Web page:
Donald Trump rode to the office of the presidency with the full support of coal miners — that he had the little guy in mind as he has methodically sought to rollback regulations that have affected coal production. But his office had been considering rolling back a different kind of regulation — the one to protect those same miners from “black lung” disease, which comes from breathing in coal dust.
Loud protests, however, are causing the president to rethink that position, which was sought by the coal mining companies. The Mine Safety and Health Administration (MSHA) now wants public comments on how to maintain the safety miners while at the same time make the rules less “burdensome” and less “costly” for companies.
“Because of the carcinogenic health risk to miners from exposure to diesel exhaust, MSHA is requesting information on approaches that would improve control of diesel particulate matter and diesel exhaust,” the agency said.
The dilemma for the Trump administration is that it has promised to reduce the regulatory burden for industries across the board. And that, of course, includes all of those pertaining to mining and even those that protect miners. But this far to the bone runs counter to what the administration said that it represents — the little guy and making things better for them.
As an overarching point, it would then stand to reason that cutting environmental regulations may improve business prospects but that it also impacts the quality of life for all people, including the working class. But unless such regulations are seen and felt — as they would be with respect to black lung disease, then it is easier for the White House to enact those changes.
The country-at-large does not know much about black lung, given that mine production is not country-wide and it is in a certain number of states. But for those who followed the trial of the coal baron Don Blankenship, prosecutors there had played tapes where the former chief executive of Massey Energy had downplayed black lung by essentially calling it a trumped up disease.
When the 29 miners died in an underground explosion in April 2010, it was revealed that most of them had black lung. Jurors might have been of the view that these men were expendable assets in the quest to increase production — precisely the argument that prosecutors laid out. So does it really make sense for Trump to weaken the laws designed to protect miners from black lung?
“I think it’s a very bad signal for coal miners that MSHA is wanting to revisit the issue of coal dust and rock dust as well as diesel exhaust,” said attorney Tony Oppegard, who represents miners in safety cases, as quoted in the Associated Press. “I don’t think the Trump administration has coal miners’ best interests at heart. They’re aligned with coal mine operators as opposed to miners, and the only reasons they would want to reopen these rules or revisit these rules are to weaken them.”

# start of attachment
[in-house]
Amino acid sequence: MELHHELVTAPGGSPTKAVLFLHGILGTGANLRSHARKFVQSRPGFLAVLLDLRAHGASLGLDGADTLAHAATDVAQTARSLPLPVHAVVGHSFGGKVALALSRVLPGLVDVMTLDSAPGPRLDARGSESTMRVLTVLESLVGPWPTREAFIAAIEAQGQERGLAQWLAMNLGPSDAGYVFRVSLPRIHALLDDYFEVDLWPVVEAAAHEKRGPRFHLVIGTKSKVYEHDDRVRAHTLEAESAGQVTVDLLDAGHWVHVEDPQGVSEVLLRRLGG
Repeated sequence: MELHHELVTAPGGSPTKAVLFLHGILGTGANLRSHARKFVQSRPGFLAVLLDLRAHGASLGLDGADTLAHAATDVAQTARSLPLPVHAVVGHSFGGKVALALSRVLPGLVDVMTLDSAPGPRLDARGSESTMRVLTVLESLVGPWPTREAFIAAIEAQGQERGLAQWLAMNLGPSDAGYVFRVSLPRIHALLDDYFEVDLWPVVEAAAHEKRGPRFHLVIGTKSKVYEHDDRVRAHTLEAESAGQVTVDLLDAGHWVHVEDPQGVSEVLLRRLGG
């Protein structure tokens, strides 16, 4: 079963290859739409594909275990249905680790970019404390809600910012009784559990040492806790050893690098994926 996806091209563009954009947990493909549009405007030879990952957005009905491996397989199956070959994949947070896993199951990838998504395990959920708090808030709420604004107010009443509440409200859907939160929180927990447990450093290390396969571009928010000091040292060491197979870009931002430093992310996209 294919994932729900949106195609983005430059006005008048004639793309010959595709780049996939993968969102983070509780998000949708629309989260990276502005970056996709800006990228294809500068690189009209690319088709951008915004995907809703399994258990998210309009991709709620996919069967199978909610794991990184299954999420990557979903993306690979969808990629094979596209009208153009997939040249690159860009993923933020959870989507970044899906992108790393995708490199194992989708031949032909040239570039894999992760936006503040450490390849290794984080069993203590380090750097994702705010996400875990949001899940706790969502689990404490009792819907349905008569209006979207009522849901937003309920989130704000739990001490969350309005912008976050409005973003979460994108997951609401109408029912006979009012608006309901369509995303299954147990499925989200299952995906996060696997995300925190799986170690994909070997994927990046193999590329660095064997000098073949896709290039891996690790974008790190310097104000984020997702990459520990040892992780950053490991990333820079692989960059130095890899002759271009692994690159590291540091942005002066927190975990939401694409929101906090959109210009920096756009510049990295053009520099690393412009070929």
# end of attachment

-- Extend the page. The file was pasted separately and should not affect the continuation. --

Another key reason why the Trump administration may backtrack here is because the coal industry and the labor movement have been in synch for several years — mostly a function of coming together to battle the regulations put in place by the Obama administration. Historically, however, miners and companies have gone toe-to-toe:
Dating back to the early 20th Century, coal companies ruled with an iron fist Before unions, they were iron-fisted and had used private guards from the Baldwin-Felts agency. Industry was all-controlling, owning the miners’ housing and the stores where they shopped. And nationally, coal helped feed a growing country and eventually, a national war effort.
Miners then sought to organize, which led to armed conflict between the factions. And it wasn’t until 1935 when workers were officially allowed to unionize that conditions improved — the culmination of efforts by such activists as Mother Jones and Frank Keeney.
But mechanization in combination with reduced coal demand and thinning seams means that fewer miners are now required. Their downers are a fifth of what they had been at the height of mining boom in the middle of the last century. Weaker unions mean less bargaining power and possibly precarious working conditions. It’s not theoretical, given the recent misdemeanor conviction coal baron Blankenship on charges that he willfully violated mine safety standards.
“We believe in worker safety first and foremost,” said a letter penned by Democratic Sens. Tim Kaine and Mark Warner of Virginia, Bob Casey of Pennsylvania and Sherrod Brown of Ohio, and Joe Manchin, as reported by the Charleston Gazette-Mail. “We urge you to retain the respirable dust rule and prevent the unnecessary erosion of vital mine safety and health standards.”